Putin Meets Kawaguchi Today

Russian President Vladimir Putin is due to hold a working meeting with Japanese Foreign Minister Yoriko Kawaguchi in the Kremlin on October 14th, according to deputy head of the presidential administration Sergei Prikhodko.

Moscow does not expect that these negotiations will lead to a breakthrough in bilateral relations. Experts suggest that the Putin-Kawaguchi meeting is "a kind of a good will gesture" toward Japan.

According to experts, "the Russian president is ready to meet the newly appointed Japanese Foreign Minister who is still little-known in the international arena and to discuss the prospects of Russian-Japanese co-operation provided that Tokyo's attitude to this process is corresponding." RIA Novosti's interlocutors recalled that Japanese Prime Minister Junichiro Koizumi was due to visit Russia early in January 2003. The experts pointed out that the visit would be held on the Japanese initiative and that Moscow welcomed it. Russia believes that due to "the vacuum in relations", the Japanese leadership withdraws into itself and loses contact with reality.

Experts say cautiously that the current stage in bilateral relations is "not the most favourable." According to them, the "mutual understanding and reciprocal movement" which seemed to have appeared under former prime minister Yoshiro Mori, especially after the informal Irkutsk summit, "were lost for the fault of Japan".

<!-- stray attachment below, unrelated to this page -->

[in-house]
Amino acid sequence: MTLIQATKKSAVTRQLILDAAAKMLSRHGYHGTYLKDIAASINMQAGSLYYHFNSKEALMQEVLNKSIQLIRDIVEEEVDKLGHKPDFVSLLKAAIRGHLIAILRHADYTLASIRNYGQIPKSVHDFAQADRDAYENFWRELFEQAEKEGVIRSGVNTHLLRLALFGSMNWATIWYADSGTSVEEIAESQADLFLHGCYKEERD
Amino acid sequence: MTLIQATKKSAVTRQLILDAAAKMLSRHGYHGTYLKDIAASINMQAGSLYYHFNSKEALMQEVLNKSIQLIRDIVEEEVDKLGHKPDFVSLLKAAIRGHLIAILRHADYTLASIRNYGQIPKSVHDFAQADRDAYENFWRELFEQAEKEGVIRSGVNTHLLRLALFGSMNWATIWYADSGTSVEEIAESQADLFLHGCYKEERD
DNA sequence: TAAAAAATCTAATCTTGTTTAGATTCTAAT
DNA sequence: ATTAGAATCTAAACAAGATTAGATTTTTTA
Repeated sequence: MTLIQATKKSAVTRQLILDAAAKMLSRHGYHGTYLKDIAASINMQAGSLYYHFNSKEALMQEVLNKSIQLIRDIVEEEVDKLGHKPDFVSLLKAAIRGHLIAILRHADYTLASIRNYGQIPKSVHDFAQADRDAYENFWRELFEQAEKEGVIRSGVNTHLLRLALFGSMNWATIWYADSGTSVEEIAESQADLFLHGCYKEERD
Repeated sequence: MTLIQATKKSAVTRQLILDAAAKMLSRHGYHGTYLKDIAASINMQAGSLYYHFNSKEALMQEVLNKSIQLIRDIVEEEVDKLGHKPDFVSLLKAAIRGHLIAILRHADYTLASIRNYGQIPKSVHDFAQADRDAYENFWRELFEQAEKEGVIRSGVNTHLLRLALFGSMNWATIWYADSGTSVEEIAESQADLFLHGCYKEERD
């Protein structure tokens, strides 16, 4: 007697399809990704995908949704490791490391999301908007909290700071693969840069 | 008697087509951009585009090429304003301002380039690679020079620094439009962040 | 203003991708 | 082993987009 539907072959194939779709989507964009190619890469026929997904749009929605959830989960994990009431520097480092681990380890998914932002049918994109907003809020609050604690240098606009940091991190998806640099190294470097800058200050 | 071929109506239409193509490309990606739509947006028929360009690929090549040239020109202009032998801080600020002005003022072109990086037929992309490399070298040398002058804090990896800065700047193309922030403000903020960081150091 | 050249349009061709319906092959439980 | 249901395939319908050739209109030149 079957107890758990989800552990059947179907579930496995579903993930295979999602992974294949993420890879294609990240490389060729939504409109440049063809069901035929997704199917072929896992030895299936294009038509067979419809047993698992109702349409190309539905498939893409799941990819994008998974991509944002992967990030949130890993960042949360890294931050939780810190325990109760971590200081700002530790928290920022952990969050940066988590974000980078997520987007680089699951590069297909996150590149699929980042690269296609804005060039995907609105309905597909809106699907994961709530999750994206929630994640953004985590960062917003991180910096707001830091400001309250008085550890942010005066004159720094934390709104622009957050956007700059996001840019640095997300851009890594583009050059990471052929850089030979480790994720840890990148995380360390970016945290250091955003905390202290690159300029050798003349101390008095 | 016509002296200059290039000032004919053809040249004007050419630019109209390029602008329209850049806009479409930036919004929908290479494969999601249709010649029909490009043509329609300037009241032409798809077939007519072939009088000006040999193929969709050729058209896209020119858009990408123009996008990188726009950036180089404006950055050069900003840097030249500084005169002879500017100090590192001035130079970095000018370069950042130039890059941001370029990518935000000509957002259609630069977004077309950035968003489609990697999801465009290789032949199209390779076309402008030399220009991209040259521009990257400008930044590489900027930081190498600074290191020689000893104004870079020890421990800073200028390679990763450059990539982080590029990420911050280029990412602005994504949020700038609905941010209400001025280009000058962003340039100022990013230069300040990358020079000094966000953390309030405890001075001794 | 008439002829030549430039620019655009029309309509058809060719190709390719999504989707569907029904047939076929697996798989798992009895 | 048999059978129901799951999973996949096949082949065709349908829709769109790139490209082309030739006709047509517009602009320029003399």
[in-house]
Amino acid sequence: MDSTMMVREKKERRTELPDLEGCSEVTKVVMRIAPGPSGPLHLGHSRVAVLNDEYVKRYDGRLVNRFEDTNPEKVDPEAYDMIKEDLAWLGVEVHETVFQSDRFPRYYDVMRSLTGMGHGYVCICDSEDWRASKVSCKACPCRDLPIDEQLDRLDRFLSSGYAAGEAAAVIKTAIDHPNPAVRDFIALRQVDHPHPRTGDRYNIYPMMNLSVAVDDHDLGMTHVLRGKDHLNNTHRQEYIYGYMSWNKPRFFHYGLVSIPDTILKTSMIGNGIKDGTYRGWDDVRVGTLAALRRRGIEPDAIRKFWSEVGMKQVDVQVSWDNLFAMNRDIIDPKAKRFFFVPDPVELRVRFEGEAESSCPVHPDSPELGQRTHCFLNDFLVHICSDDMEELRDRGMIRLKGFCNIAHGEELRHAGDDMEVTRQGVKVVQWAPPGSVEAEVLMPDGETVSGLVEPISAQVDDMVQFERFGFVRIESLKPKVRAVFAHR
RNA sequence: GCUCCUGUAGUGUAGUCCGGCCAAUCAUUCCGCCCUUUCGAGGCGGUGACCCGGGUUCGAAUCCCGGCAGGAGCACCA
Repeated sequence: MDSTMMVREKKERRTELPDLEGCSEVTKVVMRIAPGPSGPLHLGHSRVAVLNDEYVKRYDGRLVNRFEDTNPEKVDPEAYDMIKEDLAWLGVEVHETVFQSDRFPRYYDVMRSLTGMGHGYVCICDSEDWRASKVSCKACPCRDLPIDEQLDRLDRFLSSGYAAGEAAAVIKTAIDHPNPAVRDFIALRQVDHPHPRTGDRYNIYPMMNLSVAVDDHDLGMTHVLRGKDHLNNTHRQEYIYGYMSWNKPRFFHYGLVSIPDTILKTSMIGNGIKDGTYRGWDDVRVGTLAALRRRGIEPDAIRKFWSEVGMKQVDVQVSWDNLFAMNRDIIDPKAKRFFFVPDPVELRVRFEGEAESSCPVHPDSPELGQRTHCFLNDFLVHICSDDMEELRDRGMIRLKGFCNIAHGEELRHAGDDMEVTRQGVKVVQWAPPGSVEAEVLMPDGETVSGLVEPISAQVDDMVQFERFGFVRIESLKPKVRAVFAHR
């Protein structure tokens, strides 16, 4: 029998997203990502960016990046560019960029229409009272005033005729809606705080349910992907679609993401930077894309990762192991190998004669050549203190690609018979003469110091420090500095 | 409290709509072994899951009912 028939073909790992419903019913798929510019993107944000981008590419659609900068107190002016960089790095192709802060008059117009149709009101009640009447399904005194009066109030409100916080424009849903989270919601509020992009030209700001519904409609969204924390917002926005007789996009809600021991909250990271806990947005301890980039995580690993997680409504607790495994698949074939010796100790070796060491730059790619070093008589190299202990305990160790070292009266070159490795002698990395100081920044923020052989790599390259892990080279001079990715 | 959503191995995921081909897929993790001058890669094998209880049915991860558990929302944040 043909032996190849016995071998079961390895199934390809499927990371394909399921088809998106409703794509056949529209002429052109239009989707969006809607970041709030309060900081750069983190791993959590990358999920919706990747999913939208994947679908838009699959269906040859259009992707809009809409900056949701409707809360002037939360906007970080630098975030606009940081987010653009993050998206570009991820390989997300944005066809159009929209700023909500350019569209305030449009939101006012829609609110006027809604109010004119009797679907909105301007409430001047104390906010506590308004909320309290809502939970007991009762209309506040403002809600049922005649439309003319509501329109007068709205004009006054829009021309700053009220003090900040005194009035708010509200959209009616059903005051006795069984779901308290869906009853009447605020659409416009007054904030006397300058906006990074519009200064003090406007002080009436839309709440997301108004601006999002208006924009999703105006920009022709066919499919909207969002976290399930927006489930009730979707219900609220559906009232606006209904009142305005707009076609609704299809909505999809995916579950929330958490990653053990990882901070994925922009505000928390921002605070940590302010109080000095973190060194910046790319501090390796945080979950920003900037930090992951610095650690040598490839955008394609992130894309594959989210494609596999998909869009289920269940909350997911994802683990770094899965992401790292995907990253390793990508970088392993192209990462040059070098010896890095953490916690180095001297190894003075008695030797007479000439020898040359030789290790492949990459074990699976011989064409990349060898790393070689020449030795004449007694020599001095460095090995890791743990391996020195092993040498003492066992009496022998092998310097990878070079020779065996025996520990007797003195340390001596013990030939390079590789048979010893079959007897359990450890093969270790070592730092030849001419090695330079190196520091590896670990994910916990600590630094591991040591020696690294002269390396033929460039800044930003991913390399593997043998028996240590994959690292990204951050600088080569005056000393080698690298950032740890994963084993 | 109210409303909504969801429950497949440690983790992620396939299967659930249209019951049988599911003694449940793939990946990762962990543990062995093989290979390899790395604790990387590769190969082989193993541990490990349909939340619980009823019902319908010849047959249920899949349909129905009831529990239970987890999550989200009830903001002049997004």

Experts note that populism both in domestic and foreign policies makes the Japanese leadership pursue a hard line on the Kurils issue. Tokyo forgets that any discussion of this vexed question must take place in a corresponding atmosphere - one of encouraging cultural and business exchanges, expansion of economic and investment co-operation. At the same time, the Japanese leadership keeps to hold back, restricting itself to "the well-known techniques of brainwashing for public opinion and journalists," RIA Novosti's interlocutors added.

According to the experts, under such circumstances Moscow is not "very much interested in Tokyo." They recalled that today Russia was "not dependent on the Japanese loans, the bilateral turnover is minimal, while Japan's investment activity has significantly reduced.

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